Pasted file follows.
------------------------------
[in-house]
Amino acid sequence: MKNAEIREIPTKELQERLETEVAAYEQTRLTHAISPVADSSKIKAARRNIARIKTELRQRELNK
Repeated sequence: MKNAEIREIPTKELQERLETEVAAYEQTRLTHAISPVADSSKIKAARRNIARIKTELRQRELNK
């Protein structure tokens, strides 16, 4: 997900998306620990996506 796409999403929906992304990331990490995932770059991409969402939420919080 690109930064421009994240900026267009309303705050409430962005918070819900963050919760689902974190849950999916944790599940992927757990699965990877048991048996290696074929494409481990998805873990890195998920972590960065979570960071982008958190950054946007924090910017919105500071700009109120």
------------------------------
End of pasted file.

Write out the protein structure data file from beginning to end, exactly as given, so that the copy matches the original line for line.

[in-house]
Amino acid sequence: MKNAEIREIPTKELQERLETEVAAYEQTRLTHAISPVADSSKIKAARRNIARIKTELRQRELNK
Repeated sequence: MKNAEIREIPTKELQERLETEVAAYEQTRLTHAISPVADSSKIKAARRNIARIKTELRQRELNK
């Protein structure tokens, strides 16, 4: 997900998306620990996506 796409999403929906992304990331990490995932770059991409969402939420919080 690109930064421009994240900026267009309303705050409430962005918070819900963050919760689902974190849950999916944790599940992927757990699965990877048991048996290696074929494409481990998805873990890195998920972590960065979570960071982008958190950054946007924090910017919105500071700009109120």